Allyship has been on my mind lately, in some ways because it is a newer term to my vocabulary; in other ways, because you come to learn it has always been present in our lives. On that day in March 2022, off the coast of Seattle and on a walkway as American as any other, I was left with gratitude for the allyship expressed by people in our lives like our friend, Carina, and our friends, David and Carol Myers. My wife and I would not have known about the memorial on Bainbridge Island without their insistence or understood their advocacy for it without the stories Dave had written; and the events and memories of that day would not have been as meaningful if we had not shared them with our dear friend, Carina. I’m grateful to the artists that dedicated their time to create a space worthy of the lives and events of the Japanese Americans on Bainbridge Island interned and wrongfully imprisoned during WWII. I’m also left thinking about the role of our communities and the manner in which the people of Bainbridge Island, no matter their ethnic background, took up the cause of their fellow residents’ well-being to ensure that they had homes to return to, land to farm, and trades to pursue. Each story, deserving of memorial, educates us and inspires us, and connects us with a history of allyship. It is one of the reasons why I’m grateful for colleagues that have come together to make Macmillan Learning the community it is today, and with special thanks to those colleagues who form our Pan Asian Alliance Network (PAAN) Employee Resource Group (ERG) and the way they encourage more of these stories to be lived and told.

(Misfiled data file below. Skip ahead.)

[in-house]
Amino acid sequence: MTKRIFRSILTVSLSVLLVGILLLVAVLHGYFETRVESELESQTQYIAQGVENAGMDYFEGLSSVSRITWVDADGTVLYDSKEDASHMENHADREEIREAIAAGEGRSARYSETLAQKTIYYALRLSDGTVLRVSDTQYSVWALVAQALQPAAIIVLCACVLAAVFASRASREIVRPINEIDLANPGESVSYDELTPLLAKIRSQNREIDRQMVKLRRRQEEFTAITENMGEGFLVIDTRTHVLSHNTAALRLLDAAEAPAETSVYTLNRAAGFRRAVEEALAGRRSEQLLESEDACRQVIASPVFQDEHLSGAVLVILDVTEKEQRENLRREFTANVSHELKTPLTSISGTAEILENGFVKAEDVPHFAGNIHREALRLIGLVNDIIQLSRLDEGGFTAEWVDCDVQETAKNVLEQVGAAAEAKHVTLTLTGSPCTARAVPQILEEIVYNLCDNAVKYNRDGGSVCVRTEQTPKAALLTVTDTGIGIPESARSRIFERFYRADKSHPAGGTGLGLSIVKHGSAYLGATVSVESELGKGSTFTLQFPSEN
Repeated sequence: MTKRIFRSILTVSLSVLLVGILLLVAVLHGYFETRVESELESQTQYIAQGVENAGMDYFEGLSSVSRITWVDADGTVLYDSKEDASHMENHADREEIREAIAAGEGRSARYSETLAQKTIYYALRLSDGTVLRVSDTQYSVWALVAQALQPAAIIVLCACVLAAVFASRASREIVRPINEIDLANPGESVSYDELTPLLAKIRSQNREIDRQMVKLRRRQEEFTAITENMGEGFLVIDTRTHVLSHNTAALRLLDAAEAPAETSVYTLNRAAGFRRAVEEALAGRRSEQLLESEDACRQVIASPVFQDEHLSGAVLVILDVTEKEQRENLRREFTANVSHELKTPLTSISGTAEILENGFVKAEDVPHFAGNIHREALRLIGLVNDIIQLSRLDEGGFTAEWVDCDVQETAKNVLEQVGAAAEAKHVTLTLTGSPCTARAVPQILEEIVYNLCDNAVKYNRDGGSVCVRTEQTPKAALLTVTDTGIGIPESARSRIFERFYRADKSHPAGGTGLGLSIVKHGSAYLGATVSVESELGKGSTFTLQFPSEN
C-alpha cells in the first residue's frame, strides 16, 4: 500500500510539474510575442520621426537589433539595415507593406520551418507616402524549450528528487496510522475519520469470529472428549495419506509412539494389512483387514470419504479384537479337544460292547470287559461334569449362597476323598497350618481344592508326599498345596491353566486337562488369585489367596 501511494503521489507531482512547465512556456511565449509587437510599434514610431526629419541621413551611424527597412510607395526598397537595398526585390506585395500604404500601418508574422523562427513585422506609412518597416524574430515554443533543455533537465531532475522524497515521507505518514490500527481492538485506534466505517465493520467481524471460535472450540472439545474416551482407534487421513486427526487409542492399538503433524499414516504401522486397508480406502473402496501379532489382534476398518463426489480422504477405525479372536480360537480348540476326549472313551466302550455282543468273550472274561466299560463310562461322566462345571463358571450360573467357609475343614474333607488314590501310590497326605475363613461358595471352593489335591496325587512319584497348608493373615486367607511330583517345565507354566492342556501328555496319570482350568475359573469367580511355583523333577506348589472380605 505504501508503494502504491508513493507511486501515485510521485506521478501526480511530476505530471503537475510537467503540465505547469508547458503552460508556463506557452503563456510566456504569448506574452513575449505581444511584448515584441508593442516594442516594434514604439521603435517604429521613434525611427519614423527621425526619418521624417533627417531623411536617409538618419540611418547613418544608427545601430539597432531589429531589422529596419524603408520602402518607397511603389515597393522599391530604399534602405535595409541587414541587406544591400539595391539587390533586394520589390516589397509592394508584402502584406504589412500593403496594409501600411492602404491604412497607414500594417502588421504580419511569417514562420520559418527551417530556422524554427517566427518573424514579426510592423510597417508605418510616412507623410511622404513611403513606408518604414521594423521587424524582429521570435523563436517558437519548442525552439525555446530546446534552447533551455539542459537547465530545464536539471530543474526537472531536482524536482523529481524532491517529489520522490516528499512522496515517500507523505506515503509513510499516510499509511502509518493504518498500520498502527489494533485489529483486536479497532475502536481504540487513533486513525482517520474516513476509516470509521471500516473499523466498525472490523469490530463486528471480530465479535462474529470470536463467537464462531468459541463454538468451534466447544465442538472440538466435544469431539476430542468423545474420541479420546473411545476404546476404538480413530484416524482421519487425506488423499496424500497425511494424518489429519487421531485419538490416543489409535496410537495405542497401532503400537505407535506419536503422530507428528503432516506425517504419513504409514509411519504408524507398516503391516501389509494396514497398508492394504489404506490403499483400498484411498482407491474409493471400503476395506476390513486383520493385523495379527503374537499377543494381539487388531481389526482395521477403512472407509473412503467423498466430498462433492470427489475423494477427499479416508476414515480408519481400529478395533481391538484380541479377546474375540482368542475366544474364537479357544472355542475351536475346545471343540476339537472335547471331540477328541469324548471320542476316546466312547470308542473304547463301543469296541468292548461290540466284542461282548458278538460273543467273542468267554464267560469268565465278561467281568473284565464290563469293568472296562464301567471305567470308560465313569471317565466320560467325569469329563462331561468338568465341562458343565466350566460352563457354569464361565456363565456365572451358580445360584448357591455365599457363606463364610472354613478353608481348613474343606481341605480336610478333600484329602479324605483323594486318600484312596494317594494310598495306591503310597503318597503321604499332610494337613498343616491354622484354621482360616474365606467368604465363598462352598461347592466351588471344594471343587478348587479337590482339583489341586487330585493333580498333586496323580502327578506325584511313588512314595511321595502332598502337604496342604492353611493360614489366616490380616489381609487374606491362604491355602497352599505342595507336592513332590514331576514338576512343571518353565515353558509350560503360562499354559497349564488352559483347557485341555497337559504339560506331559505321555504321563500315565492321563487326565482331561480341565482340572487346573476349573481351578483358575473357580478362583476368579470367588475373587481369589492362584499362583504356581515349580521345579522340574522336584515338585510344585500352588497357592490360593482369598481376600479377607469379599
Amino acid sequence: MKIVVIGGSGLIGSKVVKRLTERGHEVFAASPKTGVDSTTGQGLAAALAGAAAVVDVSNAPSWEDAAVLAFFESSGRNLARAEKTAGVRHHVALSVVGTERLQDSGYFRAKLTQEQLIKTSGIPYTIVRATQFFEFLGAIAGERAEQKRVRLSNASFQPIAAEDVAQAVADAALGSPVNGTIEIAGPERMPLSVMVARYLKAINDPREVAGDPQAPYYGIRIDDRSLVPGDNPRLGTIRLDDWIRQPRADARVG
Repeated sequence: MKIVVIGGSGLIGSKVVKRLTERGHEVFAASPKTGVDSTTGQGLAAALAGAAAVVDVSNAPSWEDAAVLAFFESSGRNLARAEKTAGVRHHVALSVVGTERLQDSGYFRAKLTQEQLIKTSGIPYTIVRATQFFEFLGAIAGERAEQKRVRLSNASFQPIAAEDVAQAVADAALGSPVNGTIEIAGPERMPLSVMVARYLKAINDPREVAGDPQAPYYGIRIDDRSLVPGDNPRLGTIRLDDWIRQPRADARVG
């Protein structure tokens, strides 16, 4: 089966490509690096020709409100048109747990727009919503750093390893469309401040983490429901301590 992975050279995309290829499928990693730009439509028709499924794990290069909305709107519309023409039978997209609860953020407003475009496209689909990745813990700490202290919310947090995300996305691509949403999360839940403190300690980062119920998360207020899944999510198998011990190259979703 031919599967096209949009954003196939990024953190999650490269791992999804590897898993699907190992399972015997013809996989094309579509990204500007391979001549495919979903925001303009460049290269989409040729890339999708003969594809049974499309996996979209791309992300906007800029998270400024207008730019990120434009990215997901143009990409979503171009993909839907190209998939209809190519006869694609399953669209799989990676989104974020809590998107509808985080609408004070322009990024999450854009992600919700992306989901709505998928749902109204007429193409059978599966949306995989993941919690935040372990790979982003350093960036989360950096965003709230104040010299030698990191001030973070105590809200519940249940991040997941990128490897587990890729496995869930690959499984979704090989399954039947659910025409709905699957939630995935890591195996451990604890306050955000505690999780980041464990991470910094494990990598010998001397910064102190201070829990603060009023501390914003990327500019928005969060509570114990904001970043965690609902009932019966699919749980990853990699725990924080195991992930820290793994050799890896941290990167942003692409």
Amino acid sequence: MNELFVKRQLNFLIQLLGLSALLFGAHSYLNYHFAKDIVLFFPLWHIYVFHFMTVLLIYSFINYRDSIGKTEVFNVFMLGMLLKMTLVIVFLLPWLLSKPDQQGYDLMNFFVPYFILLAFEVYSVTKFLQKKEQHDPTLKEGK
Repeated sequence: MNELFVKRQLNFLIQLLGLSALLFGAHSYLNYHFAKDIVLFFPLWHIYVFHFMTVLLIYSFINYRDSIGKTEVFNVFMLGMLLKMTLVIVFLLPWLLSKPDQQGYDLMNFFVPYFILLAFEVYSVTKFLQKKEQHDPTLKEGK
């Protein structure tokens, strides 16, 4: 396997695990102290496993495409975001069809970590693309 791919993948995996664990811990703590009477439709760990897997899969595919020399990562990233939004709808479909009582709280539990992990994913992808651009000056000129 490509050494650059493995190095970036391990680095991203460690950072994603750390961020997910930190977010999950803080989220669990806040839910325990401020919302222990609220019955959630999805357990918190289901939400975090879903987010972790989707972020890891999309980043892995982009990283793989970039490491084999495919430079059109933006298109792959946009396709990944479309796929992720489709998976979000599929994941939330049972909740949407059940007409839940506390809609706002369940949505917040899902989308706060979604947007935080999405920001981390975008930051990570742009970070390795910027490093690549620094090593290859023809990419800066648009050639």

The March day that I’m revisiting in memory and sharing with all of you ends with Kimberly, Carina, and I watching ships pass through Elliott Bay, many bound for East Asian ports, a few of them perhaps a signal light of how far Japanese and American relations have come. But today, February 19th, on the “Day of Remembrance of Japanese American Incarceration During World War II,” we remember the individuals, the families, their stories and their communities, like the ones on Bainbridge Island, that saw events unfold earning their place in our nation’s history.